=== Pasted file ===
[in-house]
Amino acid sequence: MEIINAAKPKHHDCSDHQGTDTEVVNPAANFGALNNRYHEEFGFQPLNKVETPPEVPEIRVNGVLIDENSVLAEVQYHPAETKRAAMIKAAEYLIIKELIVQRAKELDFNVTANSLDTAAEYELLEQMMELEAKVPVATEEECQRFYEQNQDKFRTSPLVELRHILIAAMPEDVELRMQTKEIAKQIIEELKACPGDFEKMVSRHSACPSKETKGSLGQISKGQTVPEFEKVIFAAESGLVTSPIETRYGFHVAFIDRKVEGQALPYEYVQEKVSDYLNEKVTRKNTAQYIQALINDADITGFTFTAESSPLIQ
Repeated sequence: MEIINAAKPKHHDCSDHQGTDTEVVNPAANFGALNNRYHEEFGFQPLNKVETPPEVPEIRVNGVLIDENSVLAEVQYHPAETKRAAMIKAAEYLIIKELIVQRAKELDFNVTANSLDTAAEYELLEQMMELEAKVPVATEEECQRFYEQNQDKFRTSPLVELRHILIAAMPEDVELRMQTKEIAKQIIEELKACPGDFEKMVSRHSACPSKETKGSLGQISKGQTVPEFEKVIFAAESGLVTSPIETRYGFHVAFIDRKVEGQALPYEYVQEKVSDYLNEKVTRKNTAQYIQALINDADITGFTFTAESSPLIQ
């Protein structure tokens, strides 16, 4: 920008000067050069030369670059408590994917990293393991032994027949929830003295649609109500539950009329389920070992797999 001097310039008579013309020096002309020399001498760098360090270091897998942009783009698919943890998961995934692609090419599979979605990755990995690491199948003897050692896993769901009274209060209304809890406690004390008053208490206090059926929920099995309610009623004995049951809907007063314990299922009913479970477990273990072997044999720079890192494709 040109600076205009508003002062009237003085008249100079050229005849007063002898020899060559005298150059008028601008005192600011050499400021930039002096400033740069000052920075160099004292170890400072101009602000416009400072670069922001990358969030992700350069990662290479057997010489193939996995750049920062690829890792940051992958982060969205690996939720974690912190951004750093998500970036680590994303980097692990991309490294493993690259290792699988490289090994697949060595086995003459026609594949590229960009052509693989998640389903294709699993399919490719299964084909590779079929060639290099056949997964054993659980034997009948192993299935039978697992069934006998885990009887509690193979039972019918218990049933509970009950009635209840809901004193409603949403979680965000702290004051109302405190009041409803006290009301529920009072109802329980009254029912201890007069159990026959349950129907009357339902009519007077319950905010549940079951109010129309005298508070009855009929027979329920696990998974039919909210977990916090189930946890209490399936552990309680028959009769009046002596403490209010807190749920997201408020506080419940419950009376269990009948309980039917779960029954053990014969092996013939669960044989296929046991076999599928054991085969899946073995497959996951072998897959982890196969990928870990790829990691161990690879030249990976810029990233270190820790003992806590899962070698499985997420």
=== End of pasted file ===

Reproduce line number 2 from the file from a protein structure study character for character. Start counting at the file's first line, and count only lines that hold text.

Amino acid sequence: MEIINAAKPKHHDCSDHQGTDTEVVNPAANFGALNNRYHEEFGFQPLNKVETPPEVPEIRVNGVLIDENSVLAEVQYHPAETKRAAMIKAAEYLIIKELIVQRAKELDFNVTANSLDTAAEYELLEQMMELEAKVPVATEEECQRFYEQNQDKFRTSPLVELRHILIAAMPEDVELRMQTKEIAKQIIEELKACPGDFEKMVSRHSACPSKETKGSLGQISKGQTVPEFEKVIFAAESGLVTSPIETRYGFHVAFIDRKVEGQALPYEYVQEKVSDYLNEKVTRKNTAQYIQALINDADITGFTFTAESSPLIQ